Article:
The gouge cut into the red soil of the Santa Fe Trail. It meandered back and forth organically, though never far from the center of the trail. It continued as far ahead as I could see. I was clipping along on my 20 mile run for today. Nippert sent me here because it’s flat. My tendons already feel the stretching of running on the gravelly canyons at the base of the mountain. By contrast this section of the Santa Fe Trail is well compacted. My legs seemed to embrace the change. With the strong wind at my back I made good time, a little better than 7 minutes per mile. The altitude didn’t seem like a factor. It takes the added effort of climbing to really notice.
Yesterday afternoon, though, I felt exhausted. I hadn’t slept well the night before. I tossed and turned. It reminded me of the several nights before Western States in ’07. I was in a comfortable bed in a quiet house but just couldn’t sleep. Of course I had just arrived a couple days before, and the house was at about the same altitude as I am here. I was unaware of any direct affects of the change in elevation, though. It was like when I opened a canister of recovery drink before setting out on the run this morning. The can wouldn’t sit flat on the counter. The top was puffed out as well. When I tore open the seal it whooshed with the release of pressure. It would not have done that in Virginia. I wondered, at first, if something inside had gone bad. That didn’t seem possible for a powder, though. Then I realized that I had brought the canister from 2200’ to 6200’. The air pressure outside had decreased but the pressure inside was still the same as that at the lower elevation where it was sealed.
Similarly, my body has to make specific adjustments to the decreased pressure. Gases that have dissolved in the fluids of my body, for example, are going to “come out of solution” at the higher elevation. This didn’t occur to me when I had to apologize to Nippert for my many “lapses” during our first couple runs together. I politely stayed behind him and assured him this was unusual for me. I don’t know the details of changes going on in my body, but I know there is no escaping physics.
I was curious about the cause of the gouge. Someone riding a bike with the kickstand down? The gouge was too wide, though, and the meanderings too jumpy for that. Something made it – fresh gouges don’t just show up on a smooth trail.
“There’s no such thing as bonking” Nippert declared last night. “If you take a muscle cell, put it in a dish with glucose, water, salt, and an electric current, it’ll keep firing forever.” I didn’t object. I don’t think much good can come of crossing Nippert. I knew what he meant. There is nothing mysterious going on when people bonk. Quite likely they have run out of fuel for their muscles. You have to eat, and drink, methodically in very long endurance events. No mystery. Just physics.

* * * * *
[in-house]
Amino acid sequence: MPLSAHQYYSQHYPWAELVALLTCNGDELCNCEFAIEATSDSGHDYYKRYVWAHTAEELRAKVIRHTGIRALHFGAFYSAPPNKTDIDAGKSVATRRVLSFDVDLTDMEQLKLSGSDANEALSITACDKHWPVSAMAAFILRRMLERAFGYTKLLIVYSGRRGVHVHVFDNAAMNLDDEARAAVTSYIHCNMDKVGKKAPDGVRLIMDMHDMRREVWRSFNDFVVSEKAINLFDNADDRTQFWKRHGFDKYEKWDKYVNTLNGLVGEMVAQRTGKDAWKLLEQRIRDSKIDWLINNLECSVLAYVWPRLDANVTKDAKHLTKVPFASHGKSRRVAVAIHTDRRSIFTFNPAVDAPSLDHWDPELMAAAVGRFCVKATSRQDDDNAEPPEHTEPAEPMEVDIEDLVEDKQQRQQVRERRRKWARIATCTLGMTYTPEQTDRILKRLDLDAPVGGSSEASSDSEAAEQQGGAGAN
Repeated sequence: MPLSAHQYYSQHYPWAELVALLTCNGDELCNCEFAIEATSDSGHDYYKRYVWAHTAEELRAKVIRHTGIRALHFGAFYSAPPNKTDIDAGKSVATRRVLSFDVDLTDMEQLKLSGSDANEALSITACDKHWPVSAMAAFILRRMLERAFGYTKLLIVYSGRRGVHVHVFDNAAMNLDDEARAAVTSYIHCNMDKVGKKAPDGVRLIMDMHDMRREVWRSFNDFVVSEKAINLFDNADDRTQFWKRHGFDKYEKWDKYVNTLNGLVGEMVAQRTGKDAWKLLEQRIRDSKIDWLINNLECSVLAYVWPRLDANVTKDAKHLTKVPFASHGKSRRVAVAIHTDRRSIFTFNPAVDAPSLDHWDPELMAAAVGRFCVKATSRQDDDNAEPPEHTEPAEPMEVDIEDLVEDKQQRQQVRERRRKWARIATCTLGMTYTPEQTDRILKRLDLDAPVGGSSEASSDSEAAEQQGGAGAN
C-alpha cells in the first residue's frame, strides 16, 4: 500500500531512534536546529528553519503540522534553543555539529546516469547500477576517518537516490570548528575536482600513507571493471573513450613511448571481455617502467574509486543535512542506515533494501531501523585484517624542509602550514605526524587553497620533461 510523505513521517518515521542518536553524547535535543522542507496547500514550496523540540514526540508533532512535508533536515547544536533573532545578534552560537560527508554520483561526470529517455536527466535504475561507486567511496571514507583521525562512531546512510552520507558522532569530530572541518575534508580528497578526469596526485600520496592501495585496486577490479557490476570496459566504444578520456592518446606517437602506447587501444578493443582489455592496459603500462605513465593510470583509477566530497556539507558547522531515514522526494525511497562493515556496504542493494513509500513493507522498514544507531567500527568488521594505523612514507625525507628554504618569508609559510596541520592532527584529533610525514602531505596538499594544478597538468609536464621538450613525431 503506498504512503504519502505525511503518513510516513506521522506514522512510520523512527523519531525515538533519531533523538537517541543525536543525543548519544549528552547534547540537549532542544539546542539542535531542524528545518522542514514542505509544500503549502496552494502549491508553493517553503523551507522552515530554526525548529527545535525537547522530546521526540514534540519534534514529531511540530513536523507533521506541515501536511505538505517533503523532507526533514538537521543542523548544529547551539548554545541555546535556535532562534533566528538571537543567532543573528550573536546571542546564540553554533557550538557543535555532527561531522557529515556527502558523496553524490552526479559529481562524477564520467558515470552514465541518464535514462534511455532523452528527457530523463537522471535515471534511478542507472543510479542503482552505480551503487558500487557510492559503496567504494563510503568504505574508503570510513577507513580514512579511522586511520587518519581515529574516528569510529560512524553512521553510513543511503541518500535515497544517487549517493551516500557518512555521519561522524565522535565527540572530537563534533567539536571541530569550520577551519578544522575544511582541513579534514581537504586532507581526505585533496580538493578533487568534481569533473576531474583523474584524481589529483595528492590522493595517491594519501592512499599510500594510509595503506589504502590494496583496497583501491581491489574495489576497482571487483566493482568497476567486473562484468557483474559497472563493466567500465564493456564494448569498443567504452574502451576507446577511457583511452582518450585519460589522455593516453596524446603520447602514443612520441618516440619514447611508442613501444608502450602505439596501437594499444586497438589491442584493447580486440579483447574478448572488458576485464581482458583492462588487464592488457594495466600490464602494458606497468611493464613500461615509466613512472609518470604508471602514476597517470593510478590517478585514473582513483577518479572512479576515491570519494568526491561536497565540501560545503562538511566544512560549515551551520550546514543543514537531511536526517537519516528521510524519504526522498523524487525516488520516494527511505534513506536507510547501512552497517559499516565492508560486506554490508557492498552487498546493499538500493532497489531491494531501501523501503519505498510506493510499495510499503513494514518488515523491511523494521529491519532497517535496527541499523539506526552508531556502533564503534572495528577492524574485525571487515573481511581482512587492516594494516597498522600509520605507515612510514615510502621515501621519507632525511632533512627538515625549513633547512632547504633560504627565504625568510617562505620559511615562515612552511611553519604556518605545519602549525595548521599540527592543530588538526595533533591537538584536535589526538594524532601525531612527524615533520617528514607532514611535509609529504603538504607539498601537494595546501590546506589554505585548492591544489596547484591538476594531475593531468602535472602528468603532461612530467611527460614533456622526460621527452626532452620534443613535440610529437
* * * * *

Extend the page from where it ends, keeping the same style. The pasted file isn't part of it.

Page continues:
The source of the gouge came into view. A dark haired man with a dark blue sweat suit was jogging with a vague grimace. His hands were clasped around the full size cross that he carried on his shoulder. Behind him the tail end of the cross dragged along the trail, leaving a distinct gouge. Two other joggers led the way, just in front of him. They looked businesslike, if a bit pained. One spoke on his cell phone. The conversation was not casual.
Among the intended messages may have been that Jesus died for our sins. I’ve never understood what that means, though, so I thought about another of the still likely intended messages – that we all have a cross to bear.
One might think that ultrarunners are masochists. We do put ourselves in uncomfortable situations. My favorite race is called “mountain masochist.” I’ve had my share of painful injuries, all self-inflicted. I’ve had to stop running during an ultra when my ears started ringing intensely and my vision narrowed to a dark tunnel. Are we punishing ourselves? Assuaging the guilt for our wickedness? No. Speaking for myself and the runners that I know: we are not masochists. Do we have a cross to bear? Maybe, but I don’t think it is the sort of burden metaphorically represented by the cross used to crucify Jesus.
The burden that ultrarunners carry is self-knowledge. Not a New Age sort of self knowledge described by vague and mysterious “energy flows,” but a real understanding of what is possible – and what isn’t. We go to that line all the time. It’s like the gouge along the Santa Fe Trail. No special force intervened to lighten the weight of those 4x4 timbers. The wood cut into the dirt with exactly the force exerted by gravity – minus the intervention of the man who carried some proportion of the weight on his shoulder. We like to think that all of us have a levitating influence like this within us. Some hedge against the determinism of the physical world in which we live. Ultrarunners know better. There is no room for mystery after running for 14 hours straight across 80 miles of snow covered mountains and sun-baked canyons. There certainly isn’t room for effrontery.
This is our burden: our own nature. And gravity. They are inescapable, and yet we have the capacity to reflect, aspire, plan, and strive. The source of this capacity can’t be left a mystery, though, if we expect to get any better.